That is anyway not our major concern, tactical or not. For world peace, what Trump has expressed as his readiness to meet with Kim is a welcome gesture, if it is genuine. The following what he exactly said on Monday.
“If it would be appropriate for me to meet with him, I would absolutely…I would be honored to do it. If it’s under … the right circumstances. But I would do that. Most political people would never say that… But I’m telling you under the right circumstances, I would meet with him.”
Over the weekend, he has also made a complementary remark of Kim Jong-un saying he is ‘a smart cookie.’ Sean Spicer, the White House spokesman, explained the praise: “He’s [Kim] obviously managed to lead his country forward. He is a young person to be leading a country with nuclear weapons.”
Previously, Trump also asked the UN to intervene and do more about North Korea (24 April). But not in the sense that we were suggesting (“Where is the UN? Korean Crisis is Aggravating,” 17 April). He was suggesting more and strong UN sanctions. That was typical of a ‘Western’ government or a state leader. There was no suggestion of ‘a carrot’ or negotiations or a meeting. During the height of the tensions, the UN Secretary General should have visited or approached the two countries and regimes (the North and the South). Or at least phoned. Otherwise, what is the purpose of the UN? But that didn’t happen. It is still appropriate since a meeting of the two leaders, Trump and Kim, would be far-fetched at the moment.
It is possible that Kim might respond positively in some manner for the suggestion of a meeting, but not his Generals. This is the same in the case of the US, particularly the establishment. Already, backtracking from Trump’s statement has started. It is possible even he himself might say ‘a meeting is not appropriate or possible! Day by day, tensions are mounting in the Korean peninsula.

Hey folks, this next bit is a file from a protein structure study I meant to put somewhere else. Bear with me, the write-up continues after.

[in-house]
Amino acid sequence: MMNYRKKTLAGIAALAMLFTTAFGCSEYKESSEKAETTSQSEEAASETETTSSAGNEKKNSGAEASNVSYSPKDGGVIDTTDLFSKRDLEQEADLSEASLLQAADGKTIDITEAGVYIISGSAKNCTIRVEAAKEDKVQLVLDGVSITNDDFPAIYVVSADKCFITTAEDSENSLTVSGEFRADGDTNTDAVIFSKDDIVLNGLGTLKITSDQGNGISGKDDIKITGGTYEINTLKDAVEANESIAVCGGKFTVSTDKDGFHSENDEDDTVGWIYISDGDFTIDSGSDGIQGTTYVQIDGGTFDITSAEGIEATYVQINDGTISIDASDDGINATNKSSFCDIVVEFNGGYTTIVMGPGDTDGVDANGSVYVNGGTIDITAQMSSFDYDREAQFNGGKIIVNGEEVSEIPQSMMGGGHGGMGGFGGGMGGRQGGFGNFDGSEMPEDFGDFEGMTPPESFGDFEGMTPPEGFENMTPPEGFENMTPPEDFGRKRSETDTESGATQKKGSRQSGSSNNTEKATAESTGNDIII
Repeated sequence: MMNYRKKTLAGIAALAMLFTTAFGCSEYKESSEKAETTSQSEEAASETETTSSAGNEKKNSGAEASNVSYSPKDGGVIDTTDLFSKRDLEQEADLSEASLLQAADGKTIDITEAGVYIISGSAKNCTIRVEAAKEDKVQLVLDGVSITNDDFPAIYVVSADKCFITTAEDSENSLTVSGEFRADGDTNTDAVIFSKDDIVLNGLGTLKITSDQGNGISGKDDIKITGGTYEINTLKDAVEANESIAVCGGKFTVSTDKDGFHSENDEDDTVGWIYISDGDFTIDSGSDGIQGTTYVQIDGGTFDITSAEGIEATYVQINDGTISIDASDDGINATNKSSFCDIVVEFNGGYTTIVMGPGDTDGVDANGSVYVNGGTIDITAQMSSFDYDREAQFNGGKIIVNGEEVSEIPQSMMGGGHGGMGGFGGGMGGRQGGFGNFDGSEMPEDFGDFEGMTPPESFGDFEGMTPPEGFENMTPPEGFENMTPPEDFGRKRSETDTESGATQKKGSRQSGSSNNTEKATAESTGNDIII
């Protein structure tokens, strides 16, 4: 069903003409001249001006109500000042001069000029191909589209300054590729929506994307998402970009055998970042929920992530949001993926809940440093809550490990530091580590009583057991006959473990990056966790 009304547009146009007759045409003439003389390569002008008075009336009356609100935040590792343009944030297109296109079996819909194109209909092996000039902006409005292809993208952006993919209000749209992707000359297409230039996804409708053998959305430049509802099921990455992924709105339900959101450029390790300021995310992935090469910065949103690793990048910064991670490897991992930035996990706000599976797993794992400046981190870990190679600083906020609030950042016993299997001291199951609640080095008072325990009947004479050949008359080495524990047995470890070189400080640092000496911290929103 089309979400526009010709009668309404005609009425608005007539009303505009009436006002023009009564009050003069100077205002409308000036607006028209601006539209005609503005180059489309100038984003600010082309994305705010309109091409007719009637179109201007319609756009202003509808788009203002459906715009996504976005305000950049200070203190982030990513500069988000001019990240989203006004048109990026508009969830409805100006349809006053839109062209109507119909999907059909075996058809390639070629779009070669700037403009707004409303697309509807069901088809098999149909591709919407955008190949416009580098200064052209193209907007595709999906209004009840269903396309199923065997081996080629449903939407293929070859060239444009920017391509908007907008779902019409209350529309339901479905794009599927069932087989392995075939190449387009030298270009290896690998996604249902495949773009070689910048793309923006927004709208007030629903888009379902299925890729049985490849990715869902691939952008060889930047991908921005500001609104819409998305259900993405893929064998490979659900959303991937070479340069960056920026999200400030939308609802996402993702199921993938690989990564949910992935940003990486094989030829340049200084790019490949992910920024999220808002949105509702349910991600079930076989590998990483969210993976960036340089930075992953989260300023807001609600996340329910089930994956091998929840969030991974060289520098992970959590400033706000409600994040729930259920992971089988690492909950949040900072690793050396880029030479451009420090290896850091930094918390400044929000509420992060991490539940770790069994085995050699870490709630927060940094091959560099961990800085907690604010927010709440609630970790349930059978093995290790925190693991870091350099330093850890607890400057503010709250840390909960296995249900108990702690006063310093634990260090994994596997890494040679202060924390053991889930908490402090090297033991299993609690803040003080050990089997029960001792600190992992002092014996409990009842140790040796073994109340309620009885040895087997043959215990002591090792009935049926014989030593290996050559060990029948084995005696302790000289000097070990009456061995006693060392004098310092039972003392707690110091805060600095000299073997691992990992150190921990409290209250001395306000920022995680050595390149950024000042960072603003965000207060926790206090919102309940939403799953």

Urgency for World Peace
It is important to resolve the Korean nuclear/missile crisis in a peaceful manner. World public opinion is of utmost importance at this stage. Lionel Bopage has also suggested that Australia should play a mediating role in resolving the crisis through peaceful means (“No war Against North Korea!” CT, 27 April). China in recent days has played a positive and a peaceful role, already trying to mediate at least some issues. China and especially her President, Xi Jinping, has earned President Trump’s favor since their meeting in early April. While I write, China has also welcomed Trump’s offer for a meeting with Kim.
Why not, therefore, President Xi mediating a meeting between Donald Trump and Kim Jong-un, perhaps in Beijing? If it is achievable, the world would definitely enter into a new era of peaceful negotiations, if not full peace or harmony. Why not on the other hand, somebody in the White House phoning Pyongyang and appeasing their fears of an ‘imminent US nuclear wat against them.’ According many experts, there are genuine and/or exaggerated fears of an imminent war in North Korea.
No one is going to benefit, not even the promoters, from most of the conflicts or war at national or international level. This is a general statement. Ordinary people are the main losers everywhere. The effort should not only be to achieve peace in the Korea peninsula but all over the world. A completely nuclear free world should be the ultimate target of these efforts. If the exorbitant money spend on nuclear and other destructive armaments are diverted/donated to good purposes such as poverty alleviation and environmental protection, the world would be a safe place for the new generations to live.